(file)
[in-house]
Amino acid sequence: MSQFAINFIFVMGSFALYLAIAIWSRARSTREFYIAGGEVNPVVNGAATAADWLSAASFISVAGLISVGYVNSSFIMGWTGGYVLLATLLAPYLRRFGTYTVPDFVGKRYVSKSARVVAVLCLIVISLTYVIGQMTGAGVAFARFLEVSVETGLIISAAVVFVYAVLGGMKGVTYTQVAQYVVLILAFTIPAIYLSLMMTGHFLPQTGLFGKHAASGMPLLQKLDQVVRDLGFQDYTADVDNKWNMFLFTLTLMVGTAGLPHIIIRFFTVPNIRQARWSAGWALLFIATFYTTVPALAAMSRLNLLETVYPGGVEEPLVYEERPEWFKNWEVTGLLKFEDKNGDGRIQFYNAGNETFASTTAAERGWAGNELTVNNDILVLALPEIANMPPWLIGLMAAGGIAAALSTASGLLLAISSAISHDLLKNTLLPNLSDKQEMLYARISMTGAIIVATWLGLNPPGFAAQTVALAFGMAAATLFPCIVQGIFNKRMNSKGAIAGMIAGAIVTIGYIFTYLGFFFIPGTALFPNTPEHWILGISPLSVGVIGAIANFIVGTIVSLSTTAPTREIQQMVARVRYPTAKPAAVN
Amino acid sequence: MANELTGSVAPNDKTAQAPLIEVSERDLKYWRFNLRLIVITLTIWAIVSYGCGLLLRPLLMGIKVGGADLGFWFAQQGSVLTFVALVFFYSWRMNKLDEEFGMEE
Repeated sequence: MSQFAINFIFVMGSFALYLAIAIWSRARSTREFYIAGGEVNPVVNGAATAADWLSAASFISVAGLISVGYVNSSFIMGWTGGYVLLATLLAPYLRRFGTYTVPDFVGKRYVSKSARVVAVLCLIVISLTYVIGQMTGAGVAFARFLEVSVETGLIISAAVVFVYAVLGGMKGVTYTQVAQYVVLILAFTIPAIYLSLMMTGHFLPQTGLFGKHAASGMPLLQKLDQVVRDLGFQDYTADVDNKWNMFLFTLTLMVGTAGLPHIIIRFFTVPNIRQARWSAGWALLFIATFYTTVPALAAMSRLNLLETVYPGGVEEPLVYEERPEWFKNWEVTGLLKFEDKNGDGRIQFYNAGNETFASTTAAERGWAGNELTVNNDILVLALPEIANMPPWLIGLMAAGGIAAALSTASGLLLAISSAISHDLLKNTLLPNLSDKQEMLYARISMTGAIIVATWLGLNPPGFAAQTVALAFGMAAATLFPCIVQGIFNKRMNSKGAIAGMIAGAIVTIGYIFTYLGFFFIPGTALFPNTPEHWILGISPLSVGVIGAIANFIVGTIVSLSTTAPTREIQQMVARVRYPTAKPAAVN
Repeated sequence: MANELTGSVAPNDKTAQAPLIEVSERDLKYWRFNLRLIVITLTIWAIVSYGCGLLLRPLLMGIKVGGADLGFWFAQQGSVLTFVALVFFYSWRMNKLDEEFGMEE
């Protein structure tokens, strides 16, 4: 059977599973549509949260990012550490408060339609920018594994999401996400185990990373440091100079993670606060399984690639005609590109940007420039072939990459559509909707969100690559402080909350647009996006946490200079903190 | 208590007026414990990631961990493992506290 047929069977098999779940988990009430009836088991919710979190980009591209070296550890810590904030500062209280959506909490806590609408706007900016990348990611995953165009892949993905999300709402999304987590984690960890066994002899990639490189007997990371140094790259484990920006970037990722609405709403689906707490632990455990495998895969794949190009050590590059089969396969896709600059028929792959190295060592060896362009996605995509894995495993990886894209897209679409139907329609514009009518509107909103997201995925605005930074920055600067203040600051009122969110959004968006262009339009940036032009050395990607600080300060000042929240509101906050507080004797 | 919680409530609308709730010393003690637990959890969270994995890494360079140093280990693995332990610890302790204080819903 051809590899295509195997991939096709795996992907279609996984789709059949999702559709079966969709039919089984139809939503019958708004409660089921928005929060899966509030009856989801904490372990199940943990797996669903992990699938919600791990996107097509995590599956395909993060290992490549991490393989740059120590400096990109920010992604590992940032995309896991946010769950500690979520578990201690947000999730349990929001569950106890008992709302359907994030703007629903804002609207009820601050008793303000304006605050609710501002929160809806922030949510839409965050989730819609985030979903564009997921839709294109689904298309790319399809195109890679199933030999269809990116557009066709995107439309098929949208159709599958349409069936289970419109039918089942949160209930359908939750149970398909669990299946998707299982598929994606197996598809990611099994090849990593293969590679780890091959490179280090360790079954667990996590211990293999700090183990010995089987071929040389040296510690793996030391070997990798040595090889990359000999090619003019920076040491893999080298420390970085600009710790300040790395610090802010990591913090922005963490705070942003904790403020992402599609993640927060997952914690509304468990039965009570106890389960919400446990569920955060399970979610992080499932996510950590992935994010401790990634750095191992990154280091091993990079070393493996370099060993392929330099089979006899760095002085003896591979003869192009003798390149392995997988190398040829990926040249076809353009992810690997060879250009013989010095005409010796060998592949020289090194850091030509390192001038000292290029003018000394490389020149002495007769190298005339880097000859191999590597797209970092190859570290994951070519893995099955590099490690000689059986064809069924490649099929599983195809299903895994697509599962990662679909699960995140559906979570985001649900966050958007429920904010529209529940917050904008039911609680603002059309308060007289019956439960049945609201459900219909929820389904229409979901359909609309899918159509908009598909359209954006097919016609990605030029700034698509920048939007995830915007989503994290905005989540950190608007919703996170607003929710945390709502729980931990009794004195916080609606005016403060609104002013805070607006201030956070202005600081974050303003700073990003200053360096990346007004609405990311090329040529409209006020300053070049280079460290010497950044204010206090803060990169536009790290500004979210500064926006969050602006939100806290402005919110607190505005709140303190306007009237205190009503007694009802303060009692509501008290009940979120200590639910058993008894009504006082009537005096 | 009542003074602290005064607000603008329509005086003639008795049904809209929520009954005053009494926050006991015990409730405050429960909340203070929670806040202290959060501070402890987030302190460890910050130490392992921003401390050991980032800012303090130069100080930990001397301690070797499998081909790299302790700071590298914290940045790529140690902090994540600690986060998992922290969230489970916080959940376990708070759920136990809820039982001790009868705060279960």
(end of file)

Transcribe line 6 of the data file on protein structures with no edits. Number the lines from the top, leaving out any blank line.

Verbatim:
């Protein structure tokens, strides 16, 4: 059977599973549509949260990012550490408060339609920018594994999401996400185990990373440091100079993670606060399984690639005609590109940007420039072939990459559509909707969100690559402080909350647009996006946490200079903190 | 208590007026414990990631961990493992506290 047929069977098999779940988990009430009836088991919710979190980009591209070296550890810590904030500062209280959506909490806590609408706007900016990348990611995953165009892949993905999300709402999304987590984690960890066994002899990639490189007997990371140094790259484990920006970037990722609405709403689906707490632990455990495998895969794949190009050590590059089969396969896709600059028929792959190295060592060896362009996605995509894995495993990886894209897209679409139907329609514009009518509107909103997201995925605005930074920055600067203040600051009122969110959004968006262009339009940036032009050395990607600080300060000042929240509101906050507080004797 | 919680409530609308709730010393003690637990959890969270994995890494360079140093280990693995332990610890302790204080819903 051809590899295509195997991939096709795996992907279609996984789709059949999702559709079966969709039919089984139809939503019958708004409660089921928005929060899966509030009856989801904490372990199940943990797996669903992990699938919600791990996107097509995590599956395909993060290992490549991490393989740059120590400096990109920010992604590992940032995309896991946010769950500690979520578990201690947000999730349990929001569950106890008992709302359907994030703007629903804002609207009820601050008793303000304006605050609710501002929160809806922030949510839409965050989730819609985030979903564009997921839709294109689904298309790319399809195109890679199933030999269809990116557009066709995107439309098929949208159709599958349409069936289970419109039918089942949160209930359908939750149970398909669990299946998707299982598929994606197996598809990611099994090849990593293969590679780890091959490179280090360790079954667990996590211990293999700090183990010995089987071929040389040296510690793996030391070997990798040595090889990359000999090619003019920076040491893999080298420390970085600009710790300040790395610090802010990591913090922005963490705070942003904790403020992402599609993640927060997952914690509304468990039965009570106890389960919400446990569920955060399970979610992080499932996510950590992935994010401790990634750095191992990154280091091993990079070393493996370099060993392929330099089979006899760095002085003896591979003869192009003798390149392995997988190398040829990926040249076809353009992810690997060879250009013989010095005409010796060998592949020289090194850091030509390192001038000292290029003018000394490389020149002495007769190298005339880097000859191999590597797209970092190859570290994951070519893995099955590099490690000689059986064809069924490649099929599983195809299903895994697509599962990662679909699960995140559906979570985001649900966050958007429920904010529209529940917050904008039911609680603002059309308060007289019956439960049945609201459900219909929820389904229409979901359909609309899918159509908009598909359209954006097919016609990605030029700034698509920048939007995830915007989503994290905005989540950190608007919703996170607003929710945390709502729980931990009794004195916080609606005016403060609104002013805070607006201030956070202005600081974050303003700073990003200053360096990346007004609405990311090329040529409209006020300053070049280079460290010497950044204010206090803060990169536009790290500004979210500064926006969050602006939100806290402005919110607190505005709140303190306007009237205190009503007694009802303060009692509501008290009940979120200590639910058993008894009504006082009537005096 | 009542003074602290005064607000603008329509005086003639008795049904809209929520009954005053009494926050006991015990409730405050429960909340203070929670806040202290959060501070402890987030302190460890910050130490392992921003401390050991980032800012303090130069100080930990001397301690070797499998081909790299302790700071590298914290940045790529140690902090994540600690986060998992922290969230489970916080959940376990708070759920136990809820039982001790009868705060279960």